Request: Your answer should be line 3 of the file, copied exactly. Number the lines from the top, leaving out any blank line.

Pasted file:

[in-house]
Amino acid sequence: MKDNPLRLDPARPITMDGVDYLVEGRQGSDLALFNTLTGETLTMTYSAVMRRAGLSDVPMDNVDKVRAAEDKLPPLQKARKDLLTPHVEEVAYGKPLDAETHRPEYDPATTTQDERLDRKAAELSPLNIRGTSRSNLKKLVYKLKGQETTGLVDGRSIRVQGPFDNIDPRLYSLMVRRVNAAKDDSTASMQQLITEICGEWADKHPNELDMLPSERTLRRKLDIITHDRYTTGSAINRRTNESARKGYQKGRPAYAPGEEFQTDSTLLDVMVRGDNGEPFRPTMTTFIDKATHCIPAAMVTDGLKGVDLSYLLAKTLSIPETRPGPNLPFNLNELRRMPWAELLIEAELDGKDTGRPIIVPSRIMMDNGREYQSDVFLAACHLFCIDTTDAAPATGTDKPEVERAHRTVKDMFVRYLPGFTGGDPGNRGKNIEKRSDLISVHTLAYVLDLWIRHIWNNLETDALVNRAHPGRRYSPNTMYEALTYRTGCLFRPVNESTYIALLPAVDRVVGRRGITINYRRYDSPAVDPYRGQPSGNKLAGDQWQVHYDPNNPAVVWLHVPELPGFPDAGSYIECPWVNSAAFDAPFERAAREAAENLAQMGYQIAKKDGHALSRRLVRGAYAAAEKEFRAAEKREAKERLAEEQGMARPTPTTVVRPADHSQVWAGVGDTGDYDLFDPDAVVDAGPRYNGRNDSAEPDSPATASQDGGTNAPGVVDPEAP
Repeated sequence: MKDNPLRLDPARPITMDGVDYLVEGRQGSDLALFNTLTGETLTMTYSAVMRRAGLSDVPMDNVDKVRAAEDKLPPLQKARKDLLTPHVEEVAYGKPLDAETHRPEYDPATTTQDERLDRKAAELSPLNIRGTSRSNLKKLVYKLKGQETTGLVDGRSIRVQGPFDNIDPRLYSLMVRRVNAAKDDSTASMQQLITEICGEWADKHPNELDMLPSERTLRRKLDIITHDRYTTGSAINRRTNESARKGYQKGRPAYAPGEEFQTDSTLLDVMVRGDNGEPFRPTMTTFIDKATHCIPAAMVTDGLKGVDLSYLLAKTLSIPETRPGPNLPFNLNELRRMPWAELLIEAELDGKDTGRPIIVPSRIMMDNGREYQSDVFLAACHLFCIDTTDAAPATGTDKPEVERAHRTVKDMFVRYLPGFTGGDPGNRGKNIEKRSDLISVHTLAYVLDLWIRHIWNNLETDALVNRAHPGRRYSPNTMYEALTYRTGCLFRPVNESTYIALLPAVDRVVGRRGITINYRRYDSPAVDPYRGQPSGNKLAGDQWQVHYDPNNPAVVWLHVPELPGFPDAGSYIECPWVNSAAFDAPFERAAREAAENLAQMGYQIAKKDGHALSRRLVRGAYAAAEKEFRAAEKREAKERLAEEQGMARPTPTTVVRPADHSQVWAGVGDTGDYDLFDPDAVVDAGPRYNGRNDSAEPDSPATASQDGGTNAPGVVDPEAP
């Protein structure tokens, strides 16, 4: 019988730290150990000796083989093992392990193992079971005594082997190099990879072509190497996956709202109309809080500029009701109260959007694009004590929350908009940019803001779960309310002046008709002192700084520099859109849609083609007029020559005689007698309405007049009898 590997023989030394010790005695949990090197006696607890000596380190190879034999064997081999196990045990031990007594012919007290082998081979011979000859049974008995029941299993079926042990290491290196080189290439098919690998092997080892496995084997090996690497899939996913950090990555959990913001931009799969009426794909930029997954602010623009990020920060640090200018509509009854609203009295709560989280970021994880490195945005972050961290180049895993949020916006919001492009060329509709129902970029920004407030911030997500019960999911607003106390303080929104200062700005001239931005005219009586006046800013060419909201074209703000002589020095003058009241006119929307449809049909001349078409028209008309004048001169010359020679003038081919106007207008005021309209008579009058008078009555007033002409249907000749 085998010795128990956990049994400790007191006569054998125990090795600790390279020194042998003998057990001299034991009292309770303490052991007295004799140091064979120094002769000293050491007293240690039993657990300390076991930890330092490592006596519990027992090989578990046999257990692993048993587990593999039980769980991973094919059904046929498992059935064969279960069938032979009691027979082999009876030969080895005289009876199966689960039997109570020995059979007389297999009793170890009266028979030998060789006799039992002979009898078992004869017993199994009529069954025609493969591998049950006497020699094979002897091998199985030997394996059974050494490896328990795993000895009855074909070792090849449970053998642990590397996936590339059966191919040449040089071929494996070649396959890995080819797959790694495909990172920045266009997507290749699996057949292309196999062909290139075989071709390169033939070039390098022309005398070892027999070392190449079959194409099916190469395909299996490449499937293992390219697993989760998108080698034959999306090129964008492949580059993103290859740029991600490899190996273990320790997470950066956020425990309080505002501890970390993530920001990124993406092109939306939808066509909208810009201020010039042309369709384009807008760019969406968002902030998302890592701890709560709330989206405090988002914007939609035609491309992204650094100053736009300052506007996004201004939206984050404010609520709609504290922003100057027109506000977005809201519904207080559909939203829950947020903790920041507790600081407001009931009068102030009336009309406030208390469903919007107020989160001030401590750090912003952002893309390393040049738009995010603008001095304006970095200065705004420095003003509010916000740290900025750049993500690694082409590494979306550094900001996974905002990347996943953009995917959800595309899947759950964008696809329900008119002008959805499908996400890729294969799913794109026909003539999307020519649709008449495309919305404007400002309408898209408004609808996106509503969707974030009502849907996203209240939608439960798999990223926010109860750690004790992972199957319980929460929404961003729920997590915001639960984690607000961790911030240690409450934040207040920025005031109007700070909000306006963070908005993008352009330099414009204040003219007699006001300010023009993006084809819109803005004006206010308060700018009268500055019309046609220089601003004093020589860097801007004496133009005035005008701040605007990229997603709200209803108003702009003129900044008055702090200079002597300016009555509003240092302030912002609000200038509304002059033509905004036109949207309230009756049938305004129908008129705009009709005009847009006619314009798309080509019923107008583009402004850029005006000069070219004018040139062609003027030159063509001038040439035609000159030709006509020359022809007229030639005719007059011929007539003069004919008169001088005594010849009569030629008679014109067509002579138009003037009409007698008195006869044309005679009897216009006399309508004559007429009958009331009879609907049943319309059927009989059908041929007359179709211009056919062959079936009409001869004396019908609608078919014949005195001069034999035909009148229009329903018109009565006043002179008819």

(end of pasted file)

Repeated sequence: MKDNPLRLDPARPITMDGVDYLVEGRQGSDLALFNTLTGETLTMTYSAVMRRAGLSDVPMDNVDKVRAAEDKLPPLQKARKDLLTPHVEEVAYGKPLDAETHRPEYDPATTTQDERLDRKAAELSPLNIRGTSRSNLKKLVYKLKGQETTGLVDGRSIRVQGPFDNIDPRLYSLMVRRVNAAKDDSTASMQQLITEICGEWADKHPNELDMLPSERTLRRKLDIITHDRYTTGSAINRRTNESARKGYQKGRPAYAPGEEFQTDSTLLDVMVRGDNGEPFRPTMTTFIDKATHCIPAAMVTDGLKGVDLSYLLAKTLSIPETRPGPNLPFNLNELRRMPWAELLIEAELDGKDTGRPIIVPSRIMMDNGREYQSDVFLAACHLFCIDTTDAAPATGTDKPEVERAHRTVKDMFVRYLPGFTGGDPGNRGKNIEKRSDLISVHTLAYVLDLWIRHIWNNLETDALVNRAHPGRRYSPNTMYEALTYRTGCLFRPVNESTYIALLPAVDRVVGRRGITINYRRYDSPAVDPYRGQPSGNKLAGDQWQVHYDPNNPAVVWLHVPELPGFPDAGSYIECPWVNSAAFDAPFERAAREAAENLAQMGYQIAKKDGHALSRRLVRGAYAAAEKEFRAAEKREAKERLAEEQGMARPTPTTVVRPADHSQVWAGVGDTGDYDLFDPDAVVDAGPRYNGRNDSAEPDSPATASQDGGTNAPGVVDPEAP